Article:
Montana Outdoors

September 11, 2017

Denizen of the log deck

Filed under: Animals — Tags: , — montucky @ 11:20 am

Cottontail

This little Cottontail has been hanging out right next to the log deck lately. After I have cut all of the wood that I will need for this winter there will still be a lot of logs left. I will cover them to keep the snow off and that will create a wonderfully safe, dry shelter where he will most likely live all winter.

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July 13, 2017

A small measure of cuteness on a hot summer day

Filed under: Animals, White-tail deer — Tags: — montucky @ 7:52 pm

Whitetail fawn

Every once in awhile every summer a whitetail doe brings her fawn (or fawns) into my side yard for some free babysitting. She will leave for several hours and then return for the little one. She must somehow understand that the baby will be safe here while she is gone and there is plenty of clover to eat and access to a good supply of fresh water (that I always keep for the birds).

March 26, 2016

Made it through the winter

Filed under: Animals, Bighorn sheep — Tags: , , — montucky @ 8:44 pm

Rocky Mountain Big Horn

Now to get some of that weight back!

January 8, 2016

Mule deer

Filed under: Animals, Mule deer, Winter — Tags: , , — montucky @ 8:17 pm

Behind the local Ranger Station there is a half-section of land that rises for a mile up a fairly open south-facing slope that is used as a summer pasture for the Forest Service pack horses and mules and also as a protected winter range for a sizable herd of mule deer. Yesterday A friend called to tell me that she had recently hiked through the area and found that the deer spending the winter there were fairly mellow and could be approached to within camera range, and so today we went back to get a few photos. Here are some that I brought back, all taken with a 70-300mm lens.

Mule deer doe

Mule deer doe feeding

Inquisitive

Inquisitive

There's a sound in the wind

There’s a sound in the wind

Ears above he grass

Ears above the grass

Sounds coming from two places

Sounds coming from two places

Let's talk this over

Let’s talk this over

Don't get up

Don’t bother to get up

Aware but unconcerned

Aware but not concerned

Should I jump, or...

Should I jump, or…

Snychronized

Synchronized

Protective

Protective

Curious

Curious

The herd

Part of the herd

June 11, 2015

Hiding in plain sight: Mule deer fawn

This time of year when the new young of most animal species begin to appear, it is very common for those of us who live here in western Montana to see the fawns of White tail deer. Not quite so commonly seen are Mule deer fawns, and so it was a treat for me to encounter one today. I left early this morning for a hike up to the old look out on Big Hole Peak, and at about the mid point of the trail I saw a beautiful Mule deer doe ahead of me on the trail and I watched her bounce on up the trail then disappear on the mountainside. After another dozen or so strides I discovered this little fawn which I would guess to be no more than a week or two old.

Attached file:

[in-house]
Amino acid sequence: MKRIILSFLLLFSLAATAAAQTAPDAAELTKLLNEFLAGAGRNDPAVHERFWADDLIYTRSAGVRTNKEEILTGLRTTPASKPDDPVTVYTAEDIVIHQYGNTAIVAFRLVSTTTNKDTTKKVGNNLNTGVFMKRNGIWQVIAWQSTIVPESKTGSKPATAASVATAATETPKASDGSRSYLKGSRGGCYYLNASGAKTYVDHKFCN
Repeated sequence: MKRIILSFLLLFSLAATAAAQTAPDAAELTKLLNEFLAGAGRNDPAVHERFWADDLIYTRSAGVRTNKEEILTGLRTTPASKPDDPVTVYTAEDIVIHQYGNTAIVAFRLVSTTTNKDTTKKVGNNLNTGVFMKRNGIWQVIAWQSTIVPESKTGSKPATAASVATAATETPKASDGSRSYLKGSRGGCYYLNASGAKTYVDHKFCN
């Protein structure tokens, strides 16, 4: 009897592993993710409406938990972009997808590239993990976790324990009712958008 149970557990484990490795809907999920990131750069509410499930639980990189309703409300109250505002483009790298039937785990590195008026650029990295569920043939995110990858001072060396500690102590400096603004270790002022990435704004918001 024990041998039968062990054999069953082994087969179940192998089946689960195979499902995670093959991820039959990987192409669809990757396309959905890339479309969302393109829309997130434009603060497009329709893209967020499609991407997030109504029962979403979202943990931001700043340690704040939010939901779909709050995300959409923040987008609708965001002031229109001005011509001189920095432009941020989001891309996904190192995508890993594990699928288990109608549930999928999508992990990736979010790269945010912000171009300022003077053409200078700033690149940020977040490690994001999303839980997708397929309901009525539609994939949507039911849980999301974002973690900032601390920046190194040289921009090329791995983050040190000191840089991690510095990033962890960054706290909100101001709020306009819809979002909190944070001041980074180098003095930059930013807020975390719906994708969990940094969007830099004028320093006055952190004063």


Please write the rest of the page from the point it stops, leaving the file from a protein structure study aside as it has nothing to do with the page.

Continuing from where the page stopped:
For many thousands of years an apparently successful escape strategy for fawns is to lie flat on the ground, as flat as they can get, and stay absolutely still, which is what this little one was doing, and because they have no scent at that age predators normally will not find them. Usually this happens in tall grass on a hillside or meadow or among downed timber or other disruptions in the landscape, but when this little fellow went into “hide mode”, it did so right in the middle of the trail. I took a few quick photos and circled far around the little one to continue on up the trail, leaving it undisturbed and still completely motionless. Hopefully, next time this fawn won’t try to hide again in plain sight.

Mule deer fawn (hiding)

Mule deer fawn

Mule deer fawn

Mule deer fawn, Odocoileus hemionus

Hiding in plain sight: Black Bear

Black Bears have not really acquired protective camouflage as so many other animals have, resorting mostly to their resemblance from a distance to a fire-charred log or a black colored rock or even a deep shadow in the forest. This fellow however seems to have successfully hidden himself from some folks in almost the exact center of the photo in my previous post.

American Black Bear

American Black Bear, Ursus americanus

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